Failure to correct omission of issues/programs lists triggers $4K uptick in fine
The market for a reasonably-priced time machine has probably expanded a bunch with the issuance of a Notice of Apparent Liability for Forfeiture and Order (NAL) which might indicate that a Class A TV licensee is expected to reconstruct eight and a half years’ worth of issues/programs lists . . . within 30 days.
At first blush the NAL looks routine. Inspectors from the FCC’s San Diego Field Office visited the Class A’s studio in June, 2010, and asked to see its public file. Nothing unusual there. The file was lacking 34 issues/programs lists. Since the station had not received Class A status until August, 2001, that means that the licensee had none of the lists that would have been required. While perhaps on the high side in terms of the raw number of missing lists, the fact that the inspectors found lists to be missing is also not unusual.
In March, 2011, the Field Office sent the licensee a follow-up letter of inquiry asking about the status of the station’s public file. The letter specifically requested a list of the contents of the file. The document list which the licensee sent in response included no issues/programs lists.
Next thing you know, out comes the NAL, which (a) assessed the licensee a $14,000 fine for failure to comply with the public file rule, and (b) ordered it to file a statement under penalty of perjury within 30 days stating that the station is in compliance with that rule. The NAL explicitly states that, while the standard fine for a public file violation is $10,000, an extra $4,000 was tacked on because the licensee “failed to correct the violation subsequent to the inspection”.
Let’s think about that for a minute.
Does that mean that the inspectors want the licensee – in 2011 – to create issues/programs lists relating to programming aired as long ago as 2001? It’s possible that the “failure to correct the violation subsequent to the inspection” might refer to the licensee’s seeming failure to prepare issues/programs lists between the June, 2010 inspection and the March, 2011 letter of inquiry. (That would entail three lists – due in the public file in July and October, 2010 and January, 2011.)
But since “the violation” involved the failure to maintain issues/programs lists, that failure could arguably not be “corrected” unless all the missing lists were somehow re-constructed. That seems to be the position staked out by the San Diego office in a separate NAL directed to a different licensee earlier this month.
But if the inspectors were in fact looking for the license to reconstruct years-old issues/programs lists, how realistic is that? Maybe some licensees somewhere have programming records going back that far, but it seems a bit of a stretch for the Commission to expect that all licensees are in that position. If this particular Class A doesn’t have such records, how can it be expected to assemble issues/programs lists that would be anything more than a reasonably educated guess about the programming? And if the lists are, as a result, little more than a quasi-fiction concocted to please the inspectors, what good are they to anybody?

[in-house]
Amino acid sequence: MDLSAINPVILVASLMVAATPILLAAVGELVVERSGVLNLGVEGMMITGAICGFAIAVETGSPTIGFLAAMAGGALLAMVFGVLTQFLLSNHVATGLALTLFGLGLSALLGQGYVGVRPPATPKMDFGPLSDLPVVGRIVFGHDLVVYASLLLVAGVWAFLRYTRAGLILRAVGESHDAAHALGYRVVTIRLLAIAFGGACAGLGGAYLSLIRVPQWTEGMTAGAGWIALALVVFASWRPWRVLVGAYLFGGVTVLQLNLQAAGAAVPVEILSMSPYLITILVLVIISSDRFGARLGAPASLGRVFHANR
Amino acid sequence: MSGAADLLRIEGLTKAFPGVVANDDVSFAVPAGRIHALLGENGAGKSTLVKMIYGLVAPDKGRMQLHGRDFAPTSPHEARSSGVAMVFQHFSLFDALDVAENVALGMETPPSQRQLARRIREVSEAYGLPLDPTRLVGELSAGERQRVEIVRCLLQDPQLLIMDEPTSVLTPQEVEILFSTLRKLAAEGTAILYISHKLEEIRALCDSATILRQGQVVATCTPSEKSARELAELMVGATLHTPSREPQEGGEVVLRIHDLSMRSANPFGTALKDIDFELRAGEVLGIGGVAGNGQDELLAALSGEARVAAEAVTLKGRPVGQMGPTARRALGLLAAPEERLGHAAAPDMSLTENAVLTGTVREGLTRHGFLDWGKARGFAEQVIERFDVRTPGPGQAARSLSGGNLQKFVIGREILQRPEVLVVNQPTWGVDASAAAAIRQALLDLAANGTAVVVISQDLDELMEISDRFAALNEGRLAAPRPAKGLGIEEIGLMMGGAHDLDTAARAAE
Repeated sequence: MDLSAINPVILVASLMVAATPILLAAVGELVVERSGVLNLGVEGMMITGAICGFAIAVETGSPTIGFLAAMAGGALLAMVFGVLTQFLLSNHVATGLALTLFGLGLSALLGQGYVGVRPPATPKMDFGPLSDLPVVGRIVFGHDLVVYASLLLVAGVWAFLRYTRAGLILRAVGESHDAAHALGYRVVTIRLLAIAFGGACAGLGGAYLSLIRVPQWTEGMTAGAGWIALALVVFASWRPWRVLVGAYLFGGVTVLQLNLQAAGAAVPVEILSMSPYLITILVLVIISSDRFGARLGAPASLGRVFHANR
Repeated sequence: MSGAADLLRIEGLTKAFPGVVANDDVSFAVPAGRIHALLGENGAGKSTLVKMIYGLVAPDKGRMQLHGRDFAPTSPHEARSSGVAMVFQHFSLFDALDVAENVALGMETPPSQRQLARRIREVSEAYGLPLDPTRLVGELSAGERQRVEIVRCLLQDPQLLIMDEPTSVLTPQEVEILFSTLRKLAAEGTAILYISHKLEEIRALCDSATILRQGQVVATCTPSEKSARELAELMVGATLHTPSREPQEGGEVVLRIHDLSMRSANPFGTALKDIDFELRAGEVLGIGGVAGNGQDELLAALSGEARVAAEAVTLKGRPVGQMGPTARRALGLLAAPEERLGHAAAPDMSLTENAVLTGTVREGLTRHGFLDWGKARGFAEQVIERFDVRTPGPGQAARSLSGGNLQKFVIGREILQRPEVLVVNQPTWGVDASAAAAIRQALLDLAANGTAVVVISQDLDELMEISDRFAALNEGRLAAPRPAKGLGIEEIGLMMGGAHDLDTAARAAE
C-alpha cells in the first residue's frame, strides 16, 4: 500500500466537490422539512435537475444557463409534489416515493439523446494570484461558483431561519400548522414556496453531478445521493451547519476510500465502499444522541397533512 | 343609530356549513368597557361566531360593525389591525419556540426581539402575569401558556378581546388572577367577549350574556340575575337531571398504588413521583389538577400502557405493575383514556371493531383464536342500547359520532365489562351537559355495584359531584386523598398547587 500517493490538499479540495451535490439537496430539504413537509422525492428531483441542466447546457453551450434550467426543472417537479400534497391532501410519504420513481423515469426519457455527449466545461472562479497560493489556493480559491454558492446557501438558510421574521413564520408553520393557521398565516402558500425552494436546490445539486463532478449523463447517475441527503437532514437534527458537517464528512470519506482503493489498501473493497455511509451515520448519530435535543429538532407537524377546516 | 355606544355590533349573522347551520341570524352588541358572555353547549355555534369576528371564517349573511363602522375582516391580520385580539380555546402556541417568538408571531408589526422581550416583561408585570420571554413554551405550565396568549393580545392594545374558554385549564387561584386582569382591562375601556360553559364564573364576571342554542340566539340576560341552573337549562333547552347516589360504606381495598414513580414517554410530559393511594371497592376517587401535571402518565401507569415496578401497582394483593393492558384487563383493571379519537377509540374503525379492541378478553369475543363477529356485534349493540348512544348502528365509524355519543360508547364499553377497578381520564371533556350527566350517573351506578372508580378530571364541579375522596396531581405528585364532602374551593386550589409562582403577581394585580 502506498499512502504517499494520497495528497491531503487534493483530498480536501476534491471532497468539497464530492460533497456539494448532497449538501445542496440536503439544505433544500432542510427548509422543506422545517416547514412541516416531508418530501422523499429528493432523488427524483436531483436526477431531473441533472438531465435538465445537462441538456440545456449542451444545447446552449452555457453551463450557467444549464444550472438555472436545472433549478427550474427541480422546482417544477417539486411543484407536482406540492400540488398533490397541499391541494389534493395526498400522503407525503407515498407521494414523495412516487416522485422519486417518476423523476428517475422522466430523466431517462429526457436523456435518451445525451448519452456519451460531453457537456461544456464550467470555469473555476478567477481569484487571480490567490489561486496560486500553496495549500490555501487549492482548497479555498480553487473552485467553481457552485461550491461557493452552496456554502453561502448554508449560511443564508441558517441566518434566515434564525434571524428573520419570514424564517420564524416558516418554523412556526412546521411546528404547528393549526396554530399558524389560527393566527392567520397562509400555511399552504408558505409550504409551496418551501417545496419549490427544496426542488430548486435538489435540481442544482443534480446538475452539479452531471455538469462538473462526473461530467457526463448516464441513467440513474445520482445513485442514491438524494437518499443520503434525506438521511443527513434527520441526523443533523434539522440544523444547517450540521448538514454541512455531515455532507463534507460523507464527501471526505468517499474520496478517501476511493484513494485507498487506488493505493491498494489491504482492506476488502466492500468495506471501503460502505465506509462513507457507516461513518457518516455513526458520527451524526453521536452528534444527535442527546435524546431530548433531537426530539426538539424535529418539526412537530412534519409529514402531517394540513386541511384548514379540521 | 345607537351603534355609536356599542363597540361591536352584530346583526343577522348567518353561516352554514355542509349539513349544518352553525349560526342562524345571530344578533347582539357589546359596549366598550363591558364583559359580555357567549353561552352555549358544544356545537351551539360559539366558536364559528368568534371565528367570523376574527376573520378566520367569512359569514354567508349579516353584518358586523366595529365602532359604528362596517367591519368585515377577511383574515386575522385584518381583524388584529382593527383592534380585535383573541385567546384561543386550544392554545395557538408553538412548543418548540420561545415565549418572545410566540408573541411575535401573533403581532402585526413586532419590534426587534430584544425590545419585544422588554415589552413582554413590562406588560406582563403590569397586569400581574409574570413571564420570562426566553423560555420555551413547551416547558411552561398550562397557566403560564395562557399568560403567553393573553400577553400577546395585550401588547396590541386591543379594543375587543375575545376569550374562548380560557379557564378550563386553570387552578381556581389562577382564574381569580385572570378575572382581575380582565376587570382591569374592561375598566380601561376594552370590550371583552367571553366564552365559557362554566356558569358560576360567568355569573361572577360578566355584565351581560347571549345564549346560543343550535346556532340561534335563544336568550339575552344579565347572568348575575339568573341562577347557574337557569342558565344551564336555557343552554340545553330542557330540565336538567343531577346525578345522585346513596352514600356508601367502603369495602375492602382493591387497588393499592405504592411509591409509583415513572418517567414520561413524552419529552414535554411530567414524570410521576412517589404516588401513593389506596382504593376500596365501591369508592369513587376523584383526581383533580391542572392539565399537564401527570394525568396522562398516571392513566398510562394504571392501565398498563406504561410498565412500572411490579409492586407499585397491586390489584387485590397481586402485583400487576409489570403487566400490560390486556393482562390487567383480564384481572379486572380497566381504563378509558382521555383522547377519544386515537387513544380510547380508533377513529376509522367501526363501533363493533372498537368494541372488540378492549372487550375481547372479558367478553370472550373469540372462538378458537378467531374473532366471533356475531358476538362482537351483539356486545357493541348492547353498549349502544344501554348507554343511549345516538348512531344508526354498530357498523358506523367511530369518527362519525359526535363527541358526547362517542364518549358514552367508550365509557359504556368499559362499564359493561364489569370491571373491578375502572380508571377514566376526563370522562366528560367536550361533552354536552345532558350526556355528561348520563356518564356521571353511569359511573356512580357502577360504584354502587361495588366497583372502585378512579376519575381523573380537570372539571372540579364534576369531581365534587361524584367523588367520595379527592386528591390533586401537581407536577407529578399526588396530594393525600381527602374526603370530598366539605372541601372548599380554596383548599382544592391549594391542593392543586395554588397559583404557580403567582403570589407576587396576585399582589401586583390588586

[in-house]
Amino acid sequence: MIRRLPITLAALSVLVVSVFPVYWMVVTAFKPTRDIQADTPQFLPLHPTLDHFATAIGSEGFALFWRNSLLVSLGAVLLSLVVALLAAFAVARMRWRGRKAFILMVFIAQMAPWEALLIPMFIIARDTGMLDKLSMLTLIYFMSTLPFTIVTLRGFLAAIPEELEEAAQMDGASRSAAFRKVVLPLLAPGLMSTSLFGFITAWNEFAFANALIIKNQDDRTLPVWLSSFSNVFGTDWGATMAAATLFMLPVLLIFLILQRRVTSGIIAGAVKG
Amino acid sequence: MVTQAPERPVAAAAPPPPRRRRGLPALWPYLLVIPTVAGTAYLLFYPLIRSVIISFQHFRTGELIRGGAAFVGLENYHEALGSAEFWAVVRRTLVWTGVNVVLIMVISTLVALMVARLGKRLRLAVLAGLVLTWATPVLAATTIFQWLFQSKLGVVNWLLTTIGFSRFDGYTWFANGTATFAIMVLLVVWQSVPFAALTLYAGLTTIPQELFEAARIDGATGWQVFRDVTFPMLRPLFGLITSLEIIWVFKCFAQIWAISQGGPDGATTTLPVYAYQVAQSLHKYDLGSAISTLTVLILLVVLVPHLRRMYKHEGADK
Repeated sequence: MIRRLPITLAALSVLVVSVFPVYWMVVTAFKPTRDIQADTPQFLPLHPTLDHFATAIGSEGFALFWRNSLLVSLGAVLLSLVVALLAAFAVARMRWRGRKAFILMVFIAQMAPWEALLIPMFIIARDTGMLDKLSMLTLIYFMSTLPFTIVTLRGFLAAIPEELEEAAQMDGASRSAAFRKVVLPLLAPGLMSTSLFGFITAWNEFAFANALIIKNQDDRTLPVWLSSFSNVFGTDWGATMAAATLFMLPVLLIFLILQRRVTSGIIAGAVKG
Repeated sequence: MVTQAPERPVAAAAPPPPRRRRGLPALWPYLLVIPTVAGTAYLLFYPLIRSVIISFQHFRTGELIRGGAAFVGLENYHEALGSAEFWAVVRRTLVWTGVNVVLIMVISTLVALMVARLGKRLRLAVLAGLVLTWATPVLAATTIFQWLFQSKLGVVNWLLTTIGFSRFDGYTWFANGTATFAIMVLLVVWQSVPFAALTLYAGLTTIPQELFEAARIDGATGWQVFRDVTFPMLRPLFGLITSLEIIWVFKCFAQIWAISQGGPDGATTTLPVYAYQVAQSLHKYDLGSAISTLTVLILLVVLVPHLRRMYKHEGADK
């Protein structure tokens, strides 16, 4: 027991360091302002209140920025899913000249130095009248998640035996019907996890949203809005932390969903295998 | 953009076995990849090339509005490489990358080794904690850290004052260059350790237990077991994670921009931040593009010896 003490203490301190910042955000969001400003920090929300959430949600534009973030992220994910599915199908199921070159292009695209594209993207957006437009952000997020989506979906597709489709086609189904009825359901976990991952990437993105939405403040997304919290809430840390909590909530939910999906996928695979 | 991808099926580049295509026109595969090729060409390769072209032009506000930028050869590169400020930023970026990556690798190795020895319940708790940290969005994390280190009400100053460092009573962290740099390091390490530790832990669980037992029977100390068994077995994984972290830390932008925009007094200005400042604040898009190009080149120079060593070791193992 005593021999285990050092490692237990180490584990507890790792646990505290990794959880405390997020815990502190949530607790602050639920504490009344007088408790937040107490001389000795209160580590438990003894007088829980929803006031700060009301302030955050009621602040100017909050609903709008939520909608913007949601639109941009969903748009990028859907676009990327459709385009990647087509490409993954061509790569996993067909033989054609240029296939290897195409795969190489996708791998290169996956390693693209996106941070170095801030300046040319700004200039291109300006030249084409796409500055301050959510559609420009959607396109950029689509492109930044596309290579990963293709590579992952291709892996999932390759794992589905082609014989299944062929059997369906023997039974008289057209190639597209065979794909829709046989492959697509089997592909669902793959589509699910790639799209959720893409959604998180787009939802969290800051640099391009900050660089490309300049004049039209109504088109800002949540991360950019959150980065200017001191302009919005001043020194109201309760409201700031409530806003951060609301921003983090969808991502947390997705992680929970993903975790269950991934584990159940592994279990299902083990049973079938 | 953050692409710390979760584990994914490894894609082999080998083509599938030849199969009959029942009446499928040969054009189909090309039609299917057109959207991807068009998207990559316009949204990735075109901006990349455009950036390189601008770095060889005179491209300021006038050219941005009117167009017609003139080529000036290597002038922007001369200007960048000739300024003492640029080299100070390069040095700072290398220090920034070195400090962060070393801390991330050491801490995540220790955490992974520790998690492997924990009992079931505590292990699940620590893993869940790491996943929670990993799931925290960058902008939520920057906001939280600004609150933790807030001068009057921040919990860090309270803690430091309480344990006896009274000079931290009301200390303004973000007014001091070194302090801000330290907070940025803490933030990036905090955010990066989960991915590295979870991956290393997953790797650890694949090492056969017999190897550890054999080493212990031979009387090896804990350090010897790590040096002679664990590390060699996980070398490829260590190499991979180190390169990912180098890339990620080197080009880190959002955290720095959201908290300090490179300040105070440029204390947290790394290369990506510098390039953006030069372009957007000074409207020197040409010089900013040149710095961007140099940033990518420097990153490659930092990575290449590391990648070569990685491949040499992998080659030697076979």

If a violation is subject to remedy – f’rinstance, a station’s tower lights malfunction, or its EAS gear is MIA – the FCC can and should impose sanctions designed to encourage the licensee to fix the problem as quickly as possible. But missing issues/programs lists are in a different category. It’s not easy – and, in some cases, not even possible – to reconstruct reliable lists reflecting programming from years gone by, and the practical utility of such reconstructions is dubious at best.
Be that as it may, the San Diego Field Office may be expecting licensees to reconstruct their issues/programs lists promptly once the fact that those lists are missing is brought to the licensee’s attention. Whether or not this expectation will spread to other Field Offices, or to the Enforcement Bureau’s Washington HQ, remains to be seen. But anyone out there whose public file may be lacking issues/programs lists, heads up – if the inspectors knock on your door, you should probably be prepared to assemble make-good lists pronto or run the risk of a hefty add-on to an already hefty $10,000 standard fine.
How you assemble those make-goods is your own business, but that’s where it might be handy to have that time machine . . .